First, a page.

Curiosities for July 2021
Into the rabbit-hole of MMO economy and your indie pop band in a rhythm game
It’s the end of July—here in the Philippines that means the monsoon season, bringing in heavy rainfall throughout the region. Hope you all stay dry, healthy, and vaccinated!
🌴 As for me, I’ll be taking the next few months off to rest, relax, and recharge. Will also be using that time to discern1 about stuff, so I’ll need all your support in spirit! Also, I might not be able to send newsletters for the coming months, and you’ll hear back from me again by October or November!
📝 From the blog
This month, I wrote a short literature review on data-centric machine learning. For me, I see “data-centric ML” as an umbrella term for methods that focus on ensuring quality data across all (instead of fiddling model hyperparameters). Techniques include weak supervision, active learning, multi-task learning, and more. The review can be summarized neatly by this plot:
I find the idea of data-centric ML to be interesting. I was first drawn into it by Andrew Ng’s data-centric competition, where the goal is to improve a model’s performance by simply updating the dataset—no model training required! If this piqued your attention, then check out this link to my post.
Here are some cool finds for the month of July! This time, I revisited my gaming backlog, and played a lot of indie games that I enjoy.
Dune Series: Yup, I’ve just started on this epic journey recently. I got the three-book box set from Fully Booked, and if I still dig the series then I’ll buy the next three books. So far, I’m loving the plot. It reminds me of sci-fi Lord of the Rings, with more intrigue, politics, and economy. The lore is rich, and I think it’s a world that I want to spend more hours on!
A digital museum of video game levels: This may not necessarily be about reading, but I found this website of classic video game levels to freely explore and move around. For example, you can load a map of Dark Souls, Final Fantasy, or Super Mario and fly on your merry way without dying. It feels surreal to have that freedom of movement now that you’re not constrained with the rules of that world. It’s a good place to get lost to!
Also, I just learned that “noclip” (the website’s name) is an actual cheat to allow a character to freely move in any direction without being obstructed by other objects. Noclipping allows avoiding bugs, finding easter eggs, and viewing other areas outside the map’s physical boundaries.
Venezuela’s paper currency is worthless, so its people seek virtual gold: I’ve been playing Albion Online recently, and I was intrigued by its player-driven economy. However, that got me thinking: if resources like rocks, monster items, and potions respawn, then how does the game prevent inflation? This question led me to a rabbit-hole of reading about virtual economies. I also recommend watching Extra Credits’ video on balancing player economy, informative work!
Blasphemous: I’m trying to get back to playing Metroidvanias again, and I think that Blasphemous is there to scratch the itch. Combat is ok, but the Spanish Catholicism / Inquisition setting feels phenomenal and surreal:
It’s a good take on the grim-dark fantasy setting. It’s almost straight out of a macabre movie. As someone who lives in a country with a heavy influence of Spanish Catholicism, Blasphemous iconography hit the right notes.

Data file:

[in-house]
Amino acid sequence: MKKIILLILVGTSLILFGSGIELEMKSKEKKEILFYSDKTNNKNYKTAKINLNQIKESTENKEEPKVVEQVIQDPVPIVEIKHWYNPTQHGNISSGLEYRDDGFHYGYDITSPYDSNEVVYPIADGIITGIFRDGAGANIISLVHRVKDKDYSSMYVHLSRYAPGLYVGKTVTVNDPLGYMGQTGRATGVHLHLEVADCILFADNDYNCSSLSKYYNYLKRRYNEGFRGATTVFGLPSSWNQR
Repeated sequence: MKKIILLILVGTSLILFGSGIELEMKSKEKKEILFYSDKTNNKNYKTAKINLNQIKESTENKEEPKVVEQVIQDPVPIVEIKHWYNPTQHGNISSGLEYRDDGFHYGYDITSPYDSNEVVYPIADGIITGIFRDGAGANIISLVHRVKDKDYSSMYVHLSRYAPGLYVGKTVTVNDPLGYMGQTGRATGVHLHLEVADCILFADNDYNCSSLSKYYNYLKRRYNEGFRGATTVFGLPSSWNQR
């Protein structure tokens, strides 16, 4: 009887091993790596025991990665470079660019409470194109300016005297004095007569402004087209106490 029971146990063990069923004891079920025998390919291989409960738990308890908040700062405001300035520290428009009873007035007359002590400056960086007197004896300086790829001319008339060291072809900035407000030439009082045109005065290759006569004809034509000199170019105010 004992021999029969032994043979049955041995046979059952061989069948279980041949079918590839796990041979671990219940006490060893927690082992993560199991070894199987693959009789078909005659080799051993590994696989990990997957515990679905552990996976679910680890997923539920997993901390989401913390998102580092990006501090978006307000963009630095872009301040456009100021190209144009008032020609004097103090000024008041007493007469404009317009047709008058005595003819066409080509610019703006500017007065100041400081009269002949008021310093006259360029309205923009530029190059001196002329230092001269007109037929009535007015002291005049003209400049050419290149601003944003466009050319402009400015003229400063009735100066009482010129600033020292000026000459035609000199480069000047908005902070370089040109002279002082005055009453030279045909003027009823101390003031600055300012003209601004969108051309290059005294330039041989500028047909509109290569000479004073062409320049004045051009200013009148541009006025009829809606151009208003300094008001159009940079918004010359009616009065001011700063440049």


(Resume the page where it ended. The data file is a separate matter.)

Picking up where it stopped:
Wildermyth: this game blew me away. Imagine a single-player DnD game with multiple campaigns and character customization. The characters and narrative are procedurally generated. You have a large narrative, but the events, choices, and outcome depend on the traits, relationships, and capabilities of your characters:
Combat is your standard grid-based Tactics setup. You move characters across the “game board” and secure objectives along the way. I particularly enjoy Interfusion where your Mystic merges to an inanimate object and use it to its advantage.
The best part of Wildermyth is its legacy system, where your past characters and their stories can be reused to other campaigns and events. You might see an Archer from your previous run show up as a side-character in your current run. In addition, characters retire and die, and has the ability to pass their experience to their next of kin. It’s a deep system and it’s masterfully done!
There are still a few bugs and kinks here and there, but the reception is Overwhelmingly Positive on Steam. I’m hoping that more content is added, and I bet that it may be an indie Game of The Year contender.
Unbeatable [white label]: this is just a free demo of a game that will come out in 2023, but it already slaps! I am not into rhythm games, but this one I’m willing to play! The playthrough is just an hour long, but you get to see the protagonist’s motivations and backstory.
The art is beautiful. It’s just oozing with style! Even the UI and menu feels straight out of an indie pop band!
And because this is a rhythm-game, you need to care about the music, right? Well, look no further, because this is definitely one of the best I’ve heard! It’s pop-rock, and it just bangs hard. My favorites are Familiar (reminds me of the intro in Scott Pilgrim vs. the World) and Worn-out Tapes. Just play it already!
I’m hoping that the full game follows through, the folks at D-Cell Games are off to a great start. Man, even the trailer is awesome:
So that’s it for this month! Thank you and enjoy August!
🎉 I will be taking a break for the next few months! As some of you may already know, today (July 30) is my last day in Thinking Machines—it was a fun ride! During my break, I am unreachable and unable to send newsletters, so I’ve queued-up several posts in my blog for the coming months. You’ll still see it getting updated! You can reach me by email but don’t expect a quick reply!